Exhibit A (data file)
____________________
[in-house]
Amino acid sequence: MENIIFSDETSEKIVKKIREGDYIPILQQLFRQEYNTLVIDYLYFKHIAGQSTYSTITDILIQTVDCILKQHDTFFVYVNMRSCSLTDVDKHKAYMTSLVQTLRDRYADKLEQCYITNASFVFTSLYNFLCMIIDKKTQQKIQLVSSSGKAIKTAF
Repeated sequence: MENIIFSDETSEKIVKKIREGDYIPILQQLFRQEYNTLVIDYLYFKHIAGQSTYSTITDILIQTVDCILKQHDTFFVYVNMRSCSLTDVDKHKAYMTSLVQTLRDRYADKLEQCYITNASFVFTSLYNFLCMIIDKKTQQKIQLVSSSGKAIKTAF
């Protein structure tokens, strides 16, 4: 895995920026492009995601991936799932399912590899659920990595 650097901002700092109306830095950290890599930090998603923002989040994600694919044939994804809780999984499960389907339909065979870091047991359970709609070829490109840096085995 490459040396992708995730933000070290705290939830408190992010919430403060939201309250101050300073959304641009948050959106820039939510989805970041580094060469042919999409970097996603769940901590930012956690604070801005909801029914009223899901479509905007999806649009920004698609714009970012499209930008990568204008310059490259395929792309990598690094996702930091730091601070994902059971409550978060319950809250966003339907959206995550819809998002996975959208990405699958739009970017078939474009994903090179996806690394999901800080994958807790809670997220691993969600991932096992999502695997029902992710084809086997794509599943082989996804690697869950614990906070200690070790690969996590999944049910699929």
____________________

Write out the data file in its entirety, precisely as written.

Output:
[in-house]
Amino acid sequence: MENIIFSDETSEKIVKKIREGDYIPILQQLFRQEYNTLVIDYLYFKHIAGQSTYSTITDILIQTVDCILKQHDTFFVYVNMRSCSLTDVDKHKAYMTSLVQTLRDRYADKLEQCYITNASFVFTSLYNFLCMIIDKKTQQKIQLVSSSGKAIKTAF
Repeated sequence: MENIIFSDETSEKIVKKIREGDYIPILQQLFRQEYNTLVIDYLYFKHIAGQSTYSTITDILIQTVDCILKQHDTFFVYVNMRSCSLTDVDKHKAYMTSLVQTLRDRYADKLEQCYITNASFVFTSLYNFLCMIIDKKTQQKIQLVSSSGKAIKTAF
């Protein structure tokens, strides 16, 4: 895995920026492009995601991936799932399912590899659920990595 650097901002700092109306830095950290890599930090998603923002989040994600694919044939994804809780999984499960389907339909065979870091047991359970709609070829490109840096085995 490459040396992708995730933000070290705290939830408190992010919430403060939201309250101050300073959304641009948050959106820039939510989805970041580094060469042919999409970097996603769940901590930012956690604070801005909801029914009223899901479509905007999806649009920004698609714009970012499209930008990568204008310059490259395929792309990598690094996702930091730091601070994902059971409550978060319950809250966003339907959206995550819809998002996975959208990405699958739009970017078939474009994903090179996806690394999901800080994958807790809670997220691993969600991932096992999502695997029902992710084809086997794509599943082989996804690697869950614990906070200690070790690969996590999944049910699929």